If you are working in Ireland, in addition to paying income tax you must also pay contributions to the Irish Social Insurance Fund. These contributions are called Pay Related Social Insurance (PRSI) contributions. The amount of PRSI contributions you (or your employer) pay depends on your occupation, your earnings and the PRSI Class you are in. These payments are deducted directly from your monthly pay and in most cases should be included in your monthly pay slip. Although these payments are not Income Tax you may be entitled to a PRSI Rebate for several reasons:
- Overpaid PRSI – If you have worked temporary in Ireland you have most likely overpaid PRSI contributions and are entitled to a PRSI rebate
- Wrong PRSI rate – if your employer puts you in the wrong class or category you will be paying PRSI at the wrong rate. In these cases you are most likely due a PRSI Return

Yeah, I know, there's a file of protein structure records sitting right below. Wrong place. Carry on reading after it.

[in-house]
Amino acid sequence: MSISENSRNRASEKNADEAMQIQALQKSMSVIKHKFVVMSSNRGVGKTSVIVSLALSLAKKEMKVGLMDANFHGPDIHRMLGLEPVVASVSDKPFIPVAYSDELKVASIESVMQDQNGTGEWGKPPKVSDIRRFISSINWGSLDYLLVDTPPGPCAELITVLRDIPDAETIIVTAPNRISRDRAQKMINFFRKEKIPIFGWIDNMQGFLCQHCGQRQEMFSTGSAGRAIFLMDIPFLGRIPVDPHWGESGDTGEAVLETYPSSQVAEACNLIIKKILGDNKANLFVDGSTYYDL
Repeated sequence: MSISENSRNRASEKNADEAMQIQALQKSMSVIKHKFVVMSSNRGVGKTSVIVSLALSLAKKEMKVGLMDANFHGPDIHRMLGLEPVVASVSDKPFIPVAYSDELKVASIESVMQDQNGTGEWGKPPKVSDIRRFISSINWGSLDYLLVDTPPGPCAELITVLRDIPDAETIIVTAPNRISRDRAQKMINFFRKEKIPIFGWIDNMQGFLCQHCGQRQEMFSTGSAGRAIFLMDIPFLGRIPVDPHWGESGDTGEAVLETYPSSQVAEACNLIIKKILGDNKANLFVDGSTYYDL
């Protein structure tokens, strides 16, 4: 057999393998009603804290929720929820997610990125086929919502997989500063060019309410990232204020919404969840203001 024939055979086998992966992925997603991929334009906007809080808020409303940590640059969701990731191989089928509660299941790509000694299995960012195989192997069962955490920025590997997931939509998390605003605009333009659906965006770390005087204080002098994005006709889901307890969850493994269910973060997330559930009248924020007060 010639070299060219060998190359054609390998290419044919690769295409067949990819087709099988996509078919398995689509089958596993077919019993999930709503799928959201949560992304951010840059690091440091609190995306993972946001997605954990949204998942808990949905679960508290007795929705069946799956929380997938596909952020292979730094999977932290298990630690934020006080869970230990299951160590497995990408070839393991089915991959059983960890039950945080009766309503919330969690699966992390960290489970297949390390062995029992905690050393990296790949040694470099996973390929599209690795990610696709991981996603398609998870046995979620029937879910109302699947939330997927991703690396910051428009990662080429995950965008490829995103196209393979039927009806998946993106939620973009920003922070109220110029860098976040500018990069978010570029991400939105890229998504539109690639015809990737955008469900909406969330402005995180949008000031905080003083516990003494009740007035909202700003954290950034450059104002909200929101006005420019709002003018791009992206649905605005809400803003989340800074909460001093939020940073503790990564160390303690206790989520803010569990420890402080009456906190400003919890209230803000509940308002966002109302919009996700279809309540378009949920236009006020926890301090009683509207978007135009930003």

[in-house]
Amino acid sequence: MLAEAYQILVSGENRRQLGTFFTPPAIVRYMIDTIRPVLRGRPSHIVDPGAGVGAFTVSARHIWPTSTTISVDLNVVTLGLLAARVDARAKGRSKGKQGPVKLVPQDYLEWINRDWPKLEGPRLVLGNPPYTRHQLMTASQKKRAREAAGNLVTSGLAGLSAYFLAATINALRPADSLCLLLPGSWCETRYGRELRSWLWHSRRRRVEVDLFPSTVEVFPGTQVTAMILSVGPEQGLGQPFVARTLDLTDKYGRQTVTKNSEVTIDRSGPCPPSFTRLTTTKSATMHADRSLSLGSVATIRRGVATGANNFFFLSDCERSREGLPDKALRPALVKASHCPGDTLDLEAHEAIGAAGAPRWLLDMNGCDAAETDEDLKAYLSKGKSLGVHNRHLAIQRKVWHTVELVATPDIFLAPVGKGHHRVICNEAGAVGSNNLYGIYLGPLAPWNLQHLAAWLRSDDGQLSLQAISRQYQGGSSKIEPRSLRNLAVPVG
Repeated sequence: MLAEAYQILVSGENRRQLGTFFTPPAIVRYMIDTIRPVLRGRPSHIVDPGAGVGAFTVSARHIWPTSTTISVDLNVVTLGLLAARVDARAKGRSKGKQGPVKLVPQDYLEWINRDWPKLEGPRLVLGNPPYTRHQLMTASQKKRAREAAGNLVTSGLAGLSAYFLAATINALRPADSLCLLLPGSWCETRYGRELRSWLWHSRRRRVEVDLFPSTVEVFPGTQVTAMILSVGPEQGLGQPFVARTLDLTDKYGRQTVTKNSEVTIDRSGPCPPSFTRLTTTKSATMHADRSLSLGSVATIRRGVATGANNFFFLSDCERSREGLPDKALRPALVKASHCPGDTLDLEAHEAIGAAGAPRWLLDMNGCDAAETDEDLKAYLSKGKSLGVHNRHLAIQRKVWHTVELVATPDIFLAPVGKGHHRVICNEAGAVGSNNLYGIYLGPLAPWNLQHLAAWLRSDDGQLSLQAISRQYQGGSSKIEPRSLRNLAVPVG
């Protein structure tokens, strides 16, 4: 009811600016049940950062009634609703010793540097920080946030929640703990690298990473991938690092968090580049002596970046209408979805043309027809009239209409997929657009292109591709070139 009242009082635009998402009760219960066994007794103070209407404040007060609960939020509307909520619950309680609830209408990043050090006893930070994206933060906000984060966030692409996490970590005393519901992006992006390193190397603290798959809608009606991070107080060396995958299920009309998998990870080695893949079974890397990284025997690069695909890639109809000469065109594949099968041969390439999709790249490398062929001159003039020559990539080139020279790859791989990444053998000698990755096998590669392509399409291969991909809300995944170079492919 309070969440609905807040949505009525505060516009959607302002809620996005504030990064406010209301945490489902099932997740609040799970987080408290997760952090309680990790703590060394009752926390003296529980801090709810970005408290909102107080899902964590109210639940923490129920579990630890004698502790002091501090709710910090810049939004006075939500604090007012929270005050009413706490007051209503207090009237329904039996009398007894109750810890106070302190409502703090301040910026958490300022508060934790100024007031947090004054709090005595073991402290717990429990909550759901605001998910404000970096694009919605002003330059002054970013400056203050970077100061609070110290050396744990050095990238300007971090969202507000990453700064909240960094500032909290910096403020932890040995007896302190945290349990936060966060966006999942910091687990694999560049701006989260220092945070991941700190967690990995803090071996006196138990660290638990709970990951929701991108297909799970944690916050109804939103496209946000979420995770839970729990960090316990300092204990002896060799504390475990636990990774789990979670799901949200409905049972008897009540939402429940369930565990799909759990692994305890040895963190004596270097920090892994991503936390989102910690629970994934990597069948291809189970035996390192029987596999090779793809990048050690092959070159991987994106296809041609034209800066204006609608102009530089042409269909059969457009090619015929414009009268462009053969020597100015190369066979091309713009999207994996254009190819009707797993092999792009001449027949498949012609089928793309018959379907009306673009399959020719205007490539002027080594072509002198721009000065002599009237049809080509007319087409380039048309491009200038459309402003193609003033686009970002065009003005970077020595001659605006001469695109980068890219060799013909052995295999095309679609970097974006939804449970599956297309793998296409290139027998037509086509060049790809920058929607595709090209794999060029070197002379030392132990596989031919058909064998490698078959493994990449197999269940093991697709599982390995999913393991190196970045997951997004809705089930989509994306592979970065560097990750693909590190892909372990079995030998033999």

- PRSI thresholds – employees with low earnings are fully or partly exempt from PRSI liability. Refunds may arise if the full contribution is paid in error.
- PRSI ceilings – employees with earnings exceeding the upper statutory earnings limit don’t have to pay PRSI contributions on the amount exceeding this limit. In cases where payments are made anyway, they are entitled to a PRSI rebate
- PRSI paid in error – people in self-employment who paid PRSI contributions through self-assessment at an incorrect rate or people under the age of 16 can claim their PRSI contributions back
- Exemptions from PRSI liability – Persons issued with E101 certificates as migrant workers within the EU or non- EU nationals on temporary assignment to Ireland may be exempt from paying PRSI contributions. These people can claim back the PRSI contributions they have made
Because the PRSI scheme is a bit complicated a lot of people don’t know that they may be eligible for a PRSI rebate and miss out on their money. As experts in international tax refunds taxback.com can help you with the complicated process of claiming back your PRSI contributions – all you need to do is fill in the simple PRSI rebate form.